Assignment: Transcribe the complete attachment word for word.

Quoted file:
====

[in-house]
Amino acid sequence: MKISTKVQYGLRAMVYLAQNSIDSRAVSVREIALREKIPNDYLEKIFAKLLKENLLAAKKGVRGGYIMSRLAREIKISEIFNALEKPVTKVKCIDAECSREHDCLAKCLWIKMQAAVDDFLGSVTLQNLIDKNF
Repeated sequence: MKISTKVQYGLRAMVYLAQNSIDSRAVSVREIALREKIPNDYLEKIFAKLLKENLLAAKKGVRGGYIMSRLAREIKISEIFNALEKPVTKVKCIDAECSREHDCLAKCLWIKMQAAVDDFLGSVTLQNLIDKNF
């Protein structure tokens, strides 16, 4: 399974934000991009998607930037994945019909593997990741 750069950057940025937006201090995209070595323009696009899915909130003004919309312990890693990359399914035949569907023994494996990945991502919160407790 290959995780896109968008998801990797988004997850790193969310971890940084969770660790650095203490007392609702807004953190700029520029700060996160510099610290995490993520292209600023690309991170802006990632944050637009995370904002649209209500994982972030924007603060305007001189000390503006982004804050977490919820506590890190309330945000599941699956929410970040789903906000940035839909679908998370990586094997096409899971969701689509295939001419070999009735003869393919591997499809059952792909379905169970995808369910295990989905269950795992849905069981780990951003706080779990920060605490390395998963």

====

[in-house]
Amino acid sequence: MKISTKVQYGLRAMVYLAQNSIDSRAVSVREIALREKIPNDYLEKIFAKLLKENLLAAKKGVRGGYIMSRLAREIKISEIFNALEKPVTKVKCIDAECSREHDCLAKCLWIKMQAAVDDFLGSVTLQNLIDKNF
Repeated sequence: MKISTKVQYGLRAMVYLAQNSIDSRAVSVREIALREKIPNDYLEKIFAKLLKENLLAAKKGVRGGYIMSRLAREIKISEIFNALEKPVTKVKCIDAECSREHDCLAKCLWIKMQAAVDDFLGSVTLQNLIDKNF
């Protein structure tokens, strides 16, 4: 399974934000991009998607930037994945019909593997990741 750069950057940025937006201090995209070595323009696009899915909130003004919309312990890693990359399914035949569907023994494996990945991502919160407790 290959995780896109968008998801990797988004997850790193969310971890940084969770660790650095203490007392609702807004953190700029520029700060996160510099610290995490993520292209600023690309991170802006990632944050637009995370904002649209209500994982972030924007603060305007001189000390503006982004804050977490919820506590890190309330945000599941699956929410970040789903906000940035839909679908998370990586094997096409899971969701689509295939001419070999009735003869393919591997499809059952792909379905169970995808369910295990989905269950795992849905069981780990951003706080779990920060605490390395998963």